Combine the flour and salt in a large bowl. Cut in the butter until the mixture consists of pea-sized lumps. Add the corn syrup and mix just until it comes together. Dust your hands with flour, scoop out the dough, and knead lightly until smooth.
Flatten the dough into a square, wrap in plastic wrap, and chill for at least 30 minutes, up to three days.
Lay a piece of parchment or wax paper on your counter and dust with powdered sugar. Roll the chilled dough to 1/4” thick, maintaining a square shape by refraining from rolling diagonally. Lift and move the dough periodically to ensure that it does not stick, and add more powdered sugar underneath if necessary.
When the dough is rolled to the appropriate thickness, use a ruler to cut it into as many 3 1/8” wide strips as you can. Then, cut each strip every 4 inches. Remove scraps and transfer parchment/wax paper to a cookie sheet. Place in the refrigerator while you re-roll scraps in the same fashion, refrigerating until needed.
After preparing the filling (recipe below), Pipe a thin layer of fruit filling on half (12) of the rectangles, leaving a 1/2″ border on each side. Keep in mind that Pop-Tarts are not FILLED with fruit as you work, and try to keep the layer relatively smooth.
Brush the border lightly with water and place another layer of pastry over the fruit filling. Seal the edges by lightly pressing them with the rounded edge of a bench scraper. Dock each Pop-Tart about 8 times (2 rows of 4).
Preheat the oven to 350F and refrigerate the finished tarts while the oven comes to temp.
When the oven is ready, bake the Pop-Tarts for about 20 minutes, until lightly browned but not golden brown. If the Pop-Tarts spread while baking, tap/trim them back into shape with a bench scraper or knife while they are still warm.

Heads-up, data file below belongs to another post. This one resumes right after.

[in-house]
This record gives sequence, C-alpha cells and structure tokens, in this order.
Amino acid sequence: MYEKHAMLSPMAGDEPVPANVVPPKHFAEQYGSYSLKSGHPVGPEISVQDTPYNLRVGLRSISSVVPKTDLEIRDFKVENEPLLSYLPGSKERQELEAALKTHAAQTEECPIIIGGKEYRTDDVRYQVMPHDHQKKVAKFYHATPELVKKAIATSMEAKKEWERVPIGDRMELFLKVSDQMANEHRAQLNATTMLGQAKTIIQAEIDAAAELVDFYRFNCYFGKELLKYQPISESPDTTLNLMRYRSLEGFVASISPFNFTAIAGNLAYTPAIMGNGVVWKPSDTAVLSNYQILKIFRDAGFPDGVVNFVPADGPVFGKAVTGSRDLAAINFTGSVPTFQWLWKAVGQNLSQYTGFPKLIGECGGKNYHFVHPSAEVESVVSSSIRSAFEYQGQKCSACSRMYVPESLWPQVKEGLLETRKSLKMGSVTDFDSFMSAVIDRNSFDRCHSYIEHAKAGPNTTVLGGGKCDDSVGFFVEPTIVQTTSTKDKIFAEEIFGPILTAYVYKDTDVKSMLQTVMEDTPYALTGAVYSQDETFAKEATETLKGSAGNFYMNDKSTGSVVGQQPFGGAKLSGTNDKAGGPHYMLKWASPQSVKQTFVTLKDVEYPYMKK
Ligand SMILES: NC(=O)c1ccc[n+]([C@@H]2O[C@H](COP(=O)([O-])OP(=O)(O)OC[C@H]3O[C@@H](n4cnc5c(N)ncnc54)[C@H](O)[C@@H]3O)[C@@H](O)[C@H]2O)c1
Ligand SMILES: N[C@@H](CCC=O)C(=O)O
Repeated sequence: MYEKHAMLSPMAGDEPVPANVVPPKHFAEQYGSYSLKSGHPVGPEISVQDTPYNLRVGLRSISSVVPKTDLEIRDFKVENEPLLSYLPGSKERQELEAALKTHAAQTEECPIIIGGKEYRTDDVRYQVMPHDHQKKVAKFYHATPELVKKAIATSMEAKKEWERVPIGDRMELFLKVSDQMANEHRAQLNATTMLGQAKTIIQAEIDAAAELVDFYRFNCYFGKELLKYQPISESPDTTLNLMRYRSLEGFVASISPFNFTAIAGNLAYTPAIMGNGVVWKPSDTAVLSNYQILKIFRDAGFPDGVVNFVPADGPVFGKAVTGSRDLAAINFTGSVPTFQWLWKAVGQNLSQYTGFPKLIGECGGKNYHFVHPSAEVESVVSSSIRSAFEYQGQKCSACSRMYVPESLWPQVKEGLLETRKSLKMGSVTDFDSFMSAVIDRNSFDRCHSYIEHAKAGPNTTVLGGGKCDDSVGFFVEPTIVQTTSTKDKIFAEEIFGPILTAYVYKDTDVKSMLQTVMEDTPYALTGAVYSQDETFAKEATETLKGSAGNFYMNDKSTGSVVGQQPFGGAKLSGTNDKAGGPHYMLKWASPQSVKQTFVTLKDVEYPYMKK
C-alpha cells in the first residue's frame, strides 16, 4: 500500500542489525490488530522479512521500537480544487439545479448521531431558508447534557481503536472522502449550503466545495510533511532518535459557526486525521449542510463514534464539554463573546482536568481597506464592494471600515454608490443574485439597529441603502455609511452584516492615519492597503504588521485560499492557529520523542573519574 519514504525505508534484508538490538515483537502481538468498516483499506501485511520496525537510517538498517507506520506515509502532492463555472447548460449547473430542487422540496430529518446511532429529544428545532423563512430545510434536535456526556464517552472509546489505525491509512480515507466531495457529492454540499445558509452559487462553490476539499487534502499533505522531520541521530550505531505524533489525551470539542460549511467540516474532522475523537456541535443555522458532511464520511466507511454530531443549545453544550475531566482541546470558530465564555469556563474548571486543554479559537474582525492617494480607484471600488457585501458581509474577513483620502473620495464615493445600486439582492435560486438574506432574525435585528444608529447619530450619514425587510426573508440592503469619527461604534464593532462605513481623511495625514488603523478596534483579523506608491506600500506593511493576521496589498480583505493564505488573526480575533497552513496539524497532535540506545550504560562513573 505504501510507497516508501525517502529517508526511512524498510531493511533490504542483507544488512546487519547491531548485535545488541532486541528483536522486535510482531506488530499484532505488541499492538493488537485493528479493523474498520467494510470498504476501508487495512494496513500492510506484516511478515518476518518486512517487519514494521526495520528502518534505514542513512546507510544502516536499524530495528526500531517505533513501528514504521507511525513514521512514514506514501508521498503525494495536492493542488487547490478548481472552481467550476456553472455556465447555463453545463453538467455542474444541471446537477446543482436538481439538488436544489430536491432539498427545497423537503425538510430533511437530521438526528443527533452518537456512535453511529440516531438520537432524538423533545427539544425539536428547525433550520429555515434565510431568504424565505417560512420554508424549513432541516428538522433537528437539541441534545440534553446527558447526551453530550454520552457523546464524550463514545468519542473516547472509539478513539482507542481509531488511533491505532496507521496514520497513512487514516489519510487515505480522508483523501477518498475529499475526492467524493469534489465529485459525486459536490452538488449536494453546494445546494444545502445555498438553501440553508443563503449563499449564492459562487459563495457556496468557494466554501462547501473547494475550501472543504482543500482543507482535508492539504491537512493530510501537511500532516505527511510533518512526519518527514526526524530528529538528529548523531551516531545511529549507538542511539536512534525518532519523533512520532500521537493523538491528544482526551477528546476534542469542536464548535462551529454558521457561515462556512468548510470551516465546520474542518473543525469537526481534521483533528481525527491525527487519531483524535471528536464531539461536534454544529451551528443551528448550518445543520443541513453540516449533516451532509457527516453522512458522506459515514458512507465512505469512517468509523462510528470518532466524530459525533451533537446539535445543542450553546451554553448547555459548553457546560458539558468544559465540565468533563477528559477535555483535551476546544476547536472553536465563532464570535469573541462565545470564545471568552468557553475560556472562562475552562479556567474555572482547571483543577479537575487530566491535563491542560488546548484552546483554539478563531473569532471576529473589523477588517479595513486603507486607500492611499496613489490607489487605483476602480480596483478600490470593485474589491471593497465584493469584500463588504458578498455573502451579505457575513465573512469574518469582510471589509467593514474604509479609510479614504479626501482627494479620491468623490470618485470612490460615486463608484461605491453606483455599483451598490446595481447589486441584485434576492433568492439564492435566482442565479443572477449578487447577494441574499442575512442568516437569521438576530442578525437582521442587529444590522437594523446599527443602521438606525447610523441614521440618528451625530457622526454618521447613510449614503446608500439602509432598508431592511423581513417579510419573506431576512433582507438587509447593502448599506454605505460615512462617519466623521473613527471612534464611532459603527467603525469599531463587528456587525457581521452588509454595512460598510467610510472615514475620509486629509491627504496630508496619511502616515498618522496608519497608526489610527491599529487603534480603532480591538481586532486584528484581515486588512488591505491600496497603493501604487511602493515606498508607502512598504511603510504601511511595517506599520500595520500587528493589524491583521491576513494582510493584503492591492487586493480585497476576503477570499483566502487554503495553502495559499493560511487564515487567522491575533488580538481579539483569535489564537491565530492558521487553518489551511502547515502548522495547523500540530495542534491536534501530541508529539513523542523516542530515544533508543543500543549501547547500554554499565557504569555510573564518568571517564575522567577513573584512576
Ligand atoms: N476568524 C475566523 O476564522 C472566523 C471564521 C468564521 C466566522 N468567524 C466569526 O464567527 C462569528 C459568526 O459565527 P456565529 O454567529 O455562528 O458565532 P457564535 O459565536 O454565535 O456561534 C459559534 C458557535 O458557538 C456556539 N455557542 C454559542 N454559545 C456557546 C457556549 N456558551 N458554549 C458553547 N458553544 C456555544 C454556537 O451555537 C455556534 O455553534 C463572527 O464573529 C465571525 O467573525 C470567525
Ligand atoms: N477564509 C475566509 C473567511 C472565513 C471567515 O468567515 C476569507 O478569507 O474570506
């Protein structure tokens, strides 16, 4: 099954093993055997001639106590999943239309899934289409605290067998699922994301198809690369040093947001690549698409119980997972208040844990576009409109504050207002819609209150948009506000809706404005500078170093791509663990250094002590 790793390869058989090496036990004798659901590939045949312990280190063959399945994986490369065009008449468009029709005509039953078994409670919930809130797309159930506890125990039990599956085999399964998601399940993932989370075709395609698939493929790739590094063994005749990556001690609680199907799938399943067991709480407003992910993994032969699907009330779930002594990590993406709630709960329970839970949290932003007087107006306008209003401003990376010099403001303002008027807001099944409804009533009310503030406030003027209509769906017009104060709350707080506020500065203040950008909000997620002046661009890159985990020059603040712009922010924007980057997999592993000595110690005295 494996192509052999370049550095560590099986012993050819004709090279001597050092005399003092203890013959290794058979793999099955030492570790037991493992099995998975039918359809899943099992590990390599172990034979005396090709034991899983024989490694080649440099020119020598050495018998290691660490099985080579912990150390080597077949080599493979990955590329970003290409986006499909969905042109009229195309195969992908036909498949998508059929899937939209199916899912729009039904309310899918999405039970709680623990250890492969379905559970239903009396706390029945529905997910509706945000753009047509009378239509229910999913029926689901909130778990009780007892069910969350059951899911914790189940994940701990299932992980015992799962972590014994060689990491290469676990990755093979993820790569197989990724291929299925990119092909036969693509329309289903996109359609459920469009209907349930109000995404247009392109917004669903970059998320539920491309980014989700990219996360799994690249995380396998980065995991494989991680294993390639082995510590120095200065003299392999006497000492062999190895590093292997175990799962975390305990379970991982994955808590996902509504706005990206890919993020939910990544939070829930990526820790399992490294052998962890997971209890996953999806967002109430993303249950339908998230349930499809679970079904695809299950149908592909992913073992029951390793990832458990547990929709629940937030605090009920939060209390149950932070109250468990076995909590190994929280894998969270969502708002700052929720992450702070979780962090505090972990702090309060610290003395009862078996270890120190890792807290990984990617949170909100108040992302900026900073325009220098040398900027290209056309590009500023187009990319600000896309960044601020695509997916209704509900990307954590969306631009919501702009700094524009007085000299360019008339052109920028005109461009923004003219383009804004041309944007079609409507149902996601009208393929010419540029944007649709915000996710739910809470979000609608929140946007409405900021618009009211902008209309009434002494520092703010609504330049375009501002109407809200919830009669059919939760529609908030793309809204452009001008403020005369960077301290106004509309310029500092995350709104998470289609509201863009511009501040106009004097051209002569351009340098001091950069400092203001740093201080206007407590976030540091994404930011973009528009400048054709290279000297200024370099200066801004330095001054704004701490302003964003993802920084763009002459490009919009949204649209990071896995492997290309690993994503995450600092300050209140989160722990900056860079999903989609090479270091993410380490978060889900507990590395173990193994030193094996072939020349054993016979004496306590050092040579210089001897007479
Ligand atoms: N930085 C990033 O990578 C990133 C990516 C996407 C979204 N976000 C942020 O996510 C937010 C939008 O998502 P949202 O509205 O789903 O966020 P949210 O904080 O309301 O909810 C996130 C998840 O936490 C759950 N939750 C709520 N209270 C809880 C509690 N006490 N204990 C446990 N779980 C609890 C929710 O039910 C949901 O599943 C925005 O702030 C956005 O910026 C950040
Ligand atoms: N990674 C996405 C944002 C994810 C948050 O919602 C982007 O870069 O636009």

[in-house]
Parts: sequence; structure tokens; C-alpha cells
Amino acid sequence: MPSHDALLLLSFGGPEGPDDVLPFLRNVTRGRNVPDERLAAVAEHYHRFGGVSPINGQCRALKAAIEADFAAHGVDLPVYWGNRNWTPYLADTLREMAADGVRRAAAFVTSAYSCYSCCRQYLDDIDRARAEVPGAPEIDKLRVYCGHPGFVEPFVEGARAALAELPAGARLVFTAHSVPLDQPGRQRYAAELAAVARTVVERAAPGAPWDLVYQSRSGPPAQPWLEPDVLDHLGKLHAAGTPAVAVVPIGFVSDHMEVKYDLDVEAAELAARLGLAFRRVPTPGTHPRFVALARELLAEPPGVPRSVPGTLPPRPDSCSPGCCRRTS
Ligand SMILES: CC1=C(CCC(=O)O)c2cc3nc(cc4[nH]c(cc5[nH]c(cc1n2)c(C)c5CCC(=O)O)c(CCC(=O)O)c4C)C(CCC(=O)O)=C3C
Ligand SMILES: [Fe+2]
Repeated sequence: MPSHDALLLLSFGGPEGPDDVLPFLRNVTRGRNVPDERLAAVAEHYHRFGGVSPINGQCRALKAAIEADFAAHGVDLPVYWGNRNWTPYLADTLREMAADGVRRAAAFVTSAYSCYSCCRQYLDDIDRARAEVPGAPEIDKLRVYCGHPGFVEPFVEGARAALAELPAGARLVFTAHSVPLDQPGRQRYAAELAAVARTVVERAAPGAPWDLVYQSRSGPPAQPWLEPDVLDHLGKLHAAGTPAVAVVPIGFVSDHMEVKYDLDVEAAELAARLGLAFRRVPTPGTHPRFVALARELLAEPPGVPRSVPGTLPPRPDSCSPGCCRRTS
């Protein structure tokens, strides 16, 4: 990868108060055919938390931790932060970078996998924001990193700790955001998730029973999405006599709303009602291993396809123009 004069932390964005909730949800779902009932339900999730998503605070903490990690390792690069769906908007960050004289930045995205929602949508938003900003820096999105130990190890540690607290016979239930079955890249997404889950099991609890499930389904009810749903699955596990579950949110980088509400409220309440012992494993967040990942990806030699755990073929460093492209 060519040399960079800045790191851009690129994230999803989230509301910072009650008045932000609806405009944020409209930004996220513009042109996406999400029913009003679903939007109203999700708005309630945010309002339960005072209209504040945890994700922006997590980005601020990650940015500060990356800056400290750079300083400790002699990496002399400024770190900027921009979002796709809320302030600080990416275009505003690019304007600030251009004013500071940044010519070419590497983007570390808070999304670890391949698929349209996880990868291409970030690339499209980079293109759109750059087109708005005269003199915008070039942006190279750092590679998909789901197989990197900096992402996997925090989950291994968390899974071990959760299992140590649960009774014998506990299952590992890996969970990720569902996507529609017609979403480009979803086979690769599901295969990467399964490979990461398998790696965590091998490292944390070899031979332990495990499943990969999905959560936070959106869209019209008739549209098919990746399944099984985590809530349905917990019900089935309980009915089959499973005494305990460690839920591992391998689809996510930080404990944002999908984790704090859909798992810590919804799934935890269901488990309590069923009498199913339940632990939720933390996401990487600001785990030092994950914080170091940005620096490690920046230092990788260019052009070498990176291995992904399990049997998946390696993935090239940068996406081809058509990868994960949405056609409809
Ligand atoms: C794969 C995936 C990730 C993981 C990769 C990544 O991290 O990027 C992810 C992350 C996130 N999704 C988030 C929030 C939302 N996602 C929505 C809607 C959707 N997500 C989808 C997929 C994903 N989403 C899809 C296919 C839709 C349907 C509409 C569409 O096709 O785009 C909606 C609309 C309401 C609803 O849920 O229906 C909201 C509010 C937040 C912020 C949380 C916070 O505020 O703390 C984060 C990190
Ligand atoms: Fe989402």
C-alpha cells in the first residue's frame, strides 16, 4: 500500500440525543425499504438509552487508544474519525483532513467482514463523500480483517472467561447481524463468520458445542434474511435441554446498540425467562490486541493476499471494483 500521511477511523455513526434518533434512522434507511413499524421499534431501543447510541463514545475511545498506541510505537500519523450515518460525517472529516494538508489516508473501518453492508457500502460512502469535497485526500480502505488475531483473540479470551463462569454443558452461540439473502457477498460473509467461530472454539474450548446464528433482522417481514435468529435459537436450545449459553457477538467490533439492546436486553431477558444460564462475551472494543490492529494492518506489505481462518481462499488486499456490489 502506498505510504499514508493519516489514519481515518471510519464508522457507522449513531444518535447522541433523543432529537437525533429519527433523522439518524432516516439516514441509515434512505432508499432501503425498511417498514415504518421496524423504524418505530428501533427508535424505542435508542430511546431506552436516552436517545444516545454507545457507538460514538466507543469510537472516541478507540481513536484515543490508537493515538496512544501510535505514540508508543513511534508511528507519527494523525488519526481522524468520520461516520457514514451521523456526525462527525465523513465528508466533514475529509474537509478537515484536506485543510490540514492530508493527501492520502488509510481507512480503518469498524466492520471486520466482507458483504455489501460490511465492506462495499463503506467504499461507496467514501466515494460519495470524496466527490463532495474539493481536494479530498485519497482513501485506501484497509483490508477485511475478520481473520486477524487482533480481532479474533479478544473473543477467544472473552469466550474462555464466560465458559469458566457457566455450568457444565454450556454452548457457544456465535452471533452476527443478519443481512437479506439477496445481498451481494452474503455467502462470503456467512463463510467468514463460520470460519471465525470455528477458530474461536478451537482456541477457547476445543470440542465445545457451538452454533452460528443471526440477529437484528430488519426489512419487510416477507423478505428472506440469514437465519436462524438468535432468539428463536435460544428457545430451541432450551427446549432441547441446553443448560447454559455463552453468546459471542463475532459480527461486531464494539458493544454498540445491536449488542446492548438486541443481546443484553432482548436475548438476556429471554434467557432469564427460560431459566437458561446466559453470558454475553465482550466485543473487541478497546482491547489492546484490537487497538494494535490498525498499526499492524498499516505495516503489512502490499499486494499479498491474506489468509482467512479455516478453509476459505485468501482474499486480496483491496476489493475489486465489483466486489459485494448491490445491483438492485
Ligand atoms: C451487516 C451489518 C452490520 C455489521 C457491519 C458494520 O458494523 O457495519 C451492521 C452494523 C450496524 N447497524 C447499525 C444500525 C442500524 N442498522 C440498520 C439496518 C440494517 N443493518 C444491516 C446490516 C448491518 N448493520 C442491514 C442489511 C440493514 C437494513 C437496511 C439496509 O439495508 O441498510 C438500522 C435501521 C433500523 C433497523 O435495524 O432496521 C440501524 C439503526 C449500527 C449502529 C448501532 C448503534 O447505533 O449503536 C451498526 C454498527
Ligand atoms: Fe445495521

Cool completely before frosting.
Cranberry and Orange Filling via Bravetart
Stella provided some wonderful ideas for filling over on her blog, but I was low on dried fruit and too lazy to go shopping, so I worked with what we had to create a simple, tasty filling.
1 2/3 c (266 g) dried cranberries
1 orange, zest
2 Tbls corn syrup
Place the dried fruit and corn syrup in a food processor. Blitz until a thick paste is formed, letting the machine run for a minute or so to ensure no large pieces remain.
Transfer the fruit filling to a pastry bag fitted with a large petal tip.
Icing via Bravetart
Be sure to keep this covered with a damp towel when you are not using it or it will crust over.
2 1/8 c (340 g) powdered sugar
2 egg whites
1/2 tsp salt
2 tsp vanilla
Sprinkles, homemade or store-bought
Place all of the ingredients except the sprinkles in a large bowl and beat until stiff and glossy, about 10 minutes. The resulting icing should be the perfect consistency for piping, but if not, beat in more powdered sugar until it is.
Using a piping bag fitted with a small, plain tip, pipe a border around the edge leaving a 1/4″ margin. Allow to dry for about an hour.
Thin remaining icing by adding water to it in 1 tsp increments until a trail of icing from a spatula disappears in 3 seconds. Flood the border you piped earlier with a small amount of icing, using a small offset spatula or toothpick to reach to corners. Allow to dry 3 minutes before adding sprinkles, then overnight before eating.